mild mild midwest
To start the day off working in Times Square and arrive that evening at my in-laws home set amongst the Chicago cornfields, is to arrive at a place where time stands still just a bit. It's a place where you can follow a bird in flight through the open sky, flapping, flapping, working, then catching a small sail to ride it out just before starting it up all over again.
Any country road will provide farm views as far as the eye can see. On my personal favorite, "Schoolhouse Road," there's a sweet stretch of earthen landscape dotted with dark silhouetted trees and modest silos, not unlike so many others. Neat rows of alternating green and brown chatter through the car window view as you pass by "Stagecoach Trail," the appropriately named cross street. You can't make these names up. Or maybe they do? One new construction housing development with a freshly paved entrance named "Prairie Crossing" didn't look like a prairie at all. Still a far cry from 34th Street or 5th Avenue, these quaint street signs, no matter how quickly driven past, give the passerby images of a less settled America.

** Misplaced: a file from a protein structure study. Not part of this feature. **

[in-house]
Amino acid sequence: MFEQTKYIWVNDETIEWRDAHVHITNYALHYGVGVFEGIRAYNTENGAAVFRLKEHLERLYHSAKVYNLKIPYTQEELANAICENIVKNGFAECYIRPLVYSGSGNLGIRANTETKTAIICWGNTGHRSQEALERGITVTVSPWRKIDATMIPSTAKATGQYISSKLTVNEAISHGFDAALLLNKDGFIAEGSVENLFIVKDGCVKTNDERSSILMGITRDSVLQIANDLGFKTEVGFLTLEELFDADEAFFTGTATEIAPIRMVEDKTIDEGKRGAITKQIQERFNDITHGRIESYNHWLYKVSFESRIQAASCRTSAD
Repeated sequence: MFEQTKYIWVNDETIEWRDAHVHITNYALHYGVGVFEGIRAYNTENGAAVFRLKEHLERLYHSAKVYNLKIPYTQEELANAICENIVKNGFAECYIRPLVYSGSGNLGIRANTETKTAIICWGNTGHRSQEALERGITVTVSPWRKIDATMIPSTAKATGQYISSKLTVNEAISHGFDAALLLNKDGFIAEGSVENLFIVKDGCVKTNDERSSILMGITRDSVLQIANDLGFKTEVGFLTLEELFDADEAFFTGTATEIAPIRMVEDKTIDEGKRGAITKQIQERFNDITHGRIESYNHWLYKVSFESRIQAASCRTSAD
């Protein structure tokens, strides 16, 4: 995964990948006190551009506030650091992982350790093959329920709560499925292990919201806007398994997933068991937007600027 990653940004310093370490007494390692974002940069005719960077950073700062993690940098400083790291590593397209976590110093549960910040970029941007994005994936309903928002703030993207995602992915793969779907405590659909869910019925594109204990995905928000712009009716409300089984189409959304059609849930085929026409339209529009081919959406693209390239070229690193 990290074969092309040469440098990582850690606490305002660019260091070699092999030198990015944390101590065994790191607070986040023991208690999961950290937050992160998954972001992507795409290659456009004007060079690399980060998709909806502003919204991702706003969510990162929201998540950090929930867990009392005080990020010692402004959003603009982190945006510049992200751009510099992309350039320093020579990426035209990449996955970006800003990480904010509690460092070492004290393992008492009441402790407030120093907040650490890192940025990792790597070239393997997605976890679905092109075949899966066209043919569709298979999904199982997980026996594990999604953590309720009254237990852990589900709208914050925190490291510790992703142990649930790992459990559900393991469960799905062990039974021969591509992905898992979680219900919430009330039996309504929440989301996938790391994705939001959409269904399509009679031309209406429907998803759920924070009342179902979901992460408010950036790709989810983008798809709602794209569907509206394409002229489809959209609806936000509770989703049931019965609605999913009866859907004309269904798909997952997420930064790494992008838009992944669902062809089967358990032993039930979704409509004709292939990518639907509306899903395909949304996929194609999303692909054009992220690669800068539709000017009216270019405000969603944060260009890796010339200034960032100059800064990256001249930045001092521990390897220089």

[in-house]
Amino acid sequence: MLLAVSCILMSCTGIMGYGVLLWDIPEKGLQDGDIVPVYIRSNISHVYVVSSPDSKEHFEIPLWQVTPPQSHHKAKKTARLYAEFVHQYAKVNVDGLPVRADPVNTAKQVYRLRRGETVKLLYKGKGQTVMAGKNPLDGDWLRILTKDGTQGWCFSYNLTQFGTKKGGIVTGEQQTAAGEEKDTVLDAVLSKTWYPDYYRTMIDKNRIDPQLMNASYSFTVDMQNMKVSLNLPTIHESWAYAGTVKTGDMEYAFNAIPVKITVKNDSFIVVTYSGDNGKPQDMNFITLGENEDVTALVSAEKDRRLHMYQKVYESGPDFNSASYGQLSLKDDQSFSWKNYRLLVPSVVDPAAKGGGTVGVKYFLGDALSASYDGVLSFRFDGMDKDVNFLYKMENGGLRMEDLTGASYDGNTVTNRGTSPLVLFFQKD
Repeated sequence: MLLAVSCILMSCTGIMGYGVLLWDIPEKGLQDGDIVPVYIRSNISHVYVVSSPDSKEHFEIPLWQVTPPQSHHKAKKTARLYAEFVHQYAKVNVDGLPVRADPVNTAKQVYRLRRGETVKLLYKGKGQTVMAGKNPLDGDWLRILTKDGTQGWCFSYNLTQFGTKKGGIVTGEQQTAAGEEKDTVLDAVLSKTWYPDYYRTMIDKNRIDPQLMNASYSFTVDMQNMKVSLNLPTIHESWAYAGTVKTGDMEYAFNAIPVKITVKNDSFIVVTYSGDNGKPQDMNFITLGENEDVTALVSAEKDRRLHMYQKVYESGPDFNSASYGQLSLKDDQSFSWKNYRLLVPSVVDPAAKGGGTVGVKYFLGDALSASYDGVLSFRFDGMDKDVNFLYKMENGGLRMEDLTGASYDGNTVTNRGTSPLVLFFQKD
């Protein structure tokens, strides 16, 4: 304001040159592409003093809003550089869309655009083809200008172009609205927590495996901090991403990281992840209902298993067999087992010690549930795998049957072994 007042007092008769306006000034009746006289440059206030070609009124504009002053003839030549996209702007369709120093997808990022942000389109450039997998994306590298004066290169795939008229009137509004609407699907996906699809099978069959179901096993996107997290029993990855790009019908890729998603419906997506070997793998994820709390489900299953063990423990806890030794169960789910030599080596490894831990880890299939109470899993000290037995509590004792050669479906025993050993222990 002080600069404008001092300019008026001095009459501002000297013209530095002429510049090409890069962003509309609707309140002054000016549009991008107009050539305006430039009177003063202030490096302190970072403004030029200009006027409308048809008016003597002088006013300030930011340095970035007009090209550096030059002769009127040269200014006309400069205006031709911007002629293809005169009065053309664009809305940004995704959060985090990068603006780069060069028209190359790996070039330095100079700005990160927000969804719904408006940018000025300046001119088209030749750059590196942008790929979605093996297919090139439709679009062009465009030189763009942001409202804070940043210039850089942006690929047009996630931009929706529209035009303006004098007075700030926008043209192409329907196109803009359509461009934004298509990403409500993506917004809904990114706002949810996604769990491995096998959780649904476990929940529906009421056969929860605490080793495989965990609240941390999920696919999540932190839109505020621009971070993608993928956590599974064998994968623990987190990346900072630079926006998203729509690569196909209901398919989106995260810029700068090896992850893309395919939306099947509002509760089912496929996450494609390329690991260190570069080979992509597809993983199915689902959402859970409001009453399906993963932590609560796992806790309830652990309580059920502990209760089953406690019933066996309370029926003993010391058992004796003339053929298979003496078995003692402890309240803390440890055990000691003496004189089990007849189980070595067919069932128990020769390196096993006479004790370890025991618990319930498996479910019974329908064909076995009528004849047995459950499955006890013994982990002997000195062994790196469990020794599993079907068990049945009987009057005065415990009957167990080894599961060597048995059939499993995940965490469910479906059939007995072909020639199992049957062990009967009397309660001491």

This is the start of the high season so soybean plots are still partially flooded over. The lush green rows recede to blue if you catch a landscape layered enough to give you a slim foreground, middle ground, and background, otherwise it's flat fields for miles. It's a welcome resting point in a busy life, a place to catch your breath under an embracing sky.
If you'd like to be transported to this landscape you should read "So Big" by Edna Ferber, a fiction novel recommended to me by a wonderful client. You'll fall in love with cabbages all the while supporting a female author who was not only a paid writer in the 1920's but was also a member of the Algonquin Round Table - a mostly male literary group who met at the Algonquin Hotel in NYC for lunch everyday for nearly ten years. But you don't have to take my word for it.